Helping Elders Overcome Prescription Drug Addiction

By Colleran, Carol; Jay, Debra | Aging Today, January/February 2003 | Go to article overview

Helping Elders Overcome Prescription Drug Addiction


Colleran, Carol, Jay, Debra, Aging Today


"She can't be addicted-her doctor prescribes the pills she takes." This statement expresses one of the common myths and misconceptions about the potential for substance abuse among older people. Many medications, although they may play an important role in medical treatment, are mood-altering, addictive drugs. Doctors prescribing drugs to older patients can be influenced by ageism-prejudices and stereotypes about what it means to be old. A doctor's beliefs about aging may lead him or her to substitute medications for other therapies, such as counseling, biofeedback, relaxation techniques, behavior modification, localized electrical stimulation, exercise, diet or other drug-free ways to solve health problems.

Consider the statistics. Older women alone consume 60% of all prescription and over-the-counter medications, according to a 1998 Columbia University study. The Medical Panel Expenditure Survey in 1998 showed that 87% of adults ages 65-79 fill an average of 20 prescriptions annually, and these figures rise with advancing age. Although it is true that older adults have increased medical needs, these statistics provoke the question, "Are elders overmedicated?"

GOOD-NATURED GRANDMOTHERS

Ageism may prevent many doctors from viewing good-natured grandmothers as drug addicts, making these physicians less observant of their patients' drug-seeking behaviors. At the Hanley-- Hazelden Center in West Palm Beach, Fla., where we counsel clients, we have seen older people who can barely function at home put on quite a good appearance at a doctor's office when they are requesting prescriptions.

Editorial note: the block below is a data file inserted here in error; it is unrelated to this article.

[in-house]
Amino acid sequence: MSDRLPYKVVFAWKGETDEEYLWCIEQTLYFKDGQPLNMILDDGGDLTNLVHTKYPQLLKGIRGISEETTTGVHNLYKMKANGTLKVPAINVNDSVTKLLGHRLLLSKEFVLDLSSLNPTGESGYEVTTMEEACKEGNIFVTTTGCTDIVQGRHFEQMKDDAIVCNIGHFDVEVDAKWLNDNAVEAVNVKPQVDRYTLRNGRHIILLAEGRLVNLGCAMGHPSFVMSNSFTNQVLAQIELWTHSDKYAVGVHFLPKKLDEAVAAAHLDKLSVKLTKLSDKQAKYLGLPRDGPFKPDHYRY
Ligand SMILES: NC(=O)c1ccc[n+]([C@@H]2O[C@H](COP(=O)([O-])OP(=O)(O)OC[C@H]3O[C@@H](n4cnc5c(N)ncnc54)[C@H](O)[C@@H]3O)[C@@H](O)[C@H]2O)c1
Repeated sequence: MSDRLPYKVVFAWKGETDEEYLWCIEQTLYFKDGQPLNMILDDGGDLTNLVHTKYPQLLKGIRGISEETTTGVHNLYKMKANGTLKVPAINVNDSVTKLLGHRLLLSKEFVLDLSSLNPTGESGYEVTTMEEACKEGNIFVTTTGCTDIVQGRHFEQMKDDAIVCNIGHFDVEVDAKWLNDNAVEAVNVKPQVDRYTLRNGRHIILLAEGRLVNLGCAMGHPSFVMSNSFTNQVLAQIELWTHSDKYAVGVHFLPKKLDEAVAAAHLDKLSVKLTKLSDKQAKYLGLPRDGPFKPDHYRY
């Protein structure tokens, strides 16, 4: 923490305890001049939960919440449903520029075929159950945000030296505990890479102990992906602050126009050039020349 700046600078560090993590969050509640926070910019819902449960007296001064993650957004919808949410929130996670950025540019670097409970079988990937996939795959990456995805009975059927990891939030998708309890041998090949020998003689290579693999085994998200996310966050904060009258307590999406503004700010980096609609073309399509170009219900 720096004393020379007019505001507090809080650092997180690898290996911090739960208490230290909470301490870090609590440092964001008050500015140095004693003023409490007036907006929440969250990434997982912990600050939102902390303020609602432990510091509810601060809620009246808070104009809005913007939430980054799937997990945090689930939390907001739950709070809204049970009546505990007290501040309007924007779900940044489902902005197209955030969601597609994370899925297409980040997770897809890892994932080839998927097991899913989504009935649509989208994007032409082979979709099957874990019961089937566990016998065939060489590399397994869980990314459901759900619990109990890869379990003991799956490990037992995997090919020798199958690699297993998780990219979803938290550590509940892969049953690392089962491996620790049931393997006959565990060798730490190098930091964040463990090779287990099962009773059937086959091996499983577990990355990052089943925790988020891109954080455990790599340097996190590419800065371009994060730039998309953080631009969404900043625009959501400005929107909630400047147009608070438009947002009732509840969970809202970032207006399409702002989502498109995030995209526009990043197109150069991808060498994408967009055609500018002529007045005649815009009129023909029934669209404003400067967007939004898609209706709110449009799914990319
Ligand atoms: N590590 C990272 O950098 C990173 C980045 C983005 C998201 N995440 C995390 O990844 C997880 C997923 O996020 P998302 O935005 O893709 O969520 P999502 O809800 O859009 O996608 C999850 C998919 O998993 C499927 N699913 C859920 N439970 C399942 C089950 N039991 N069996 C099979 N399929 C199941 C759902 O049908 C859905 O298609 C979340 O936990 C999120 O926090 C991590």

The first step for determining whether an older adult has a medication problem is to talk to her or him. It is important for professionals in aging to use nonthreatening language and show empathy for the older person's well-being, rather than focusing on the problem. Regarding medications, for instance, one should ask such questions as, "Do you find you need to take more sleeping pills before they begin working for you?" Stay away from blame, anger and judgment.

Sleeping aids (sedatives/hypnotics), tranquilizers (anxiolytics) and pain pills (opiates) are common medications of abuse. Seeking pleasurable effects or attempting to ease feelings of grief and loneliness, older adults often take larger doses than recommended. Over time, they build a tolerance to the drug: The same dose becomes ineffective because their nervous system has adapted. Achieving the same effect then requires larger amounts of the drug. These older people then may go to several doctors for multiple prescriptions, or they may combine medications with alcohol to boost the effeet of the drug. Studies show that older adults shouldn't take drugs like Valium and Librium (benzodiazepines) for more than four months, but misuse may lead to elders staying on such drugs for years.

Once misuse evolves into addiction, older adults usually become deceptive and secretive about their drug use. They are ashamed but also afraid of losing the drug. They put much effort into protecting their supply while covering up the problem.

EARLY SYMPTOMS

When an older adult initially becomes addicted to mood-altering prescription drugs, several early symptoms emerge. The person will begin taking the next dose of the drug earlier than scheduled. Needing more of the drug to get the same effect, the individual will then double or triple the dose. The addicted elder begins to feel excited about taking the drug and looks forward to the high, or euphoric feelings. …

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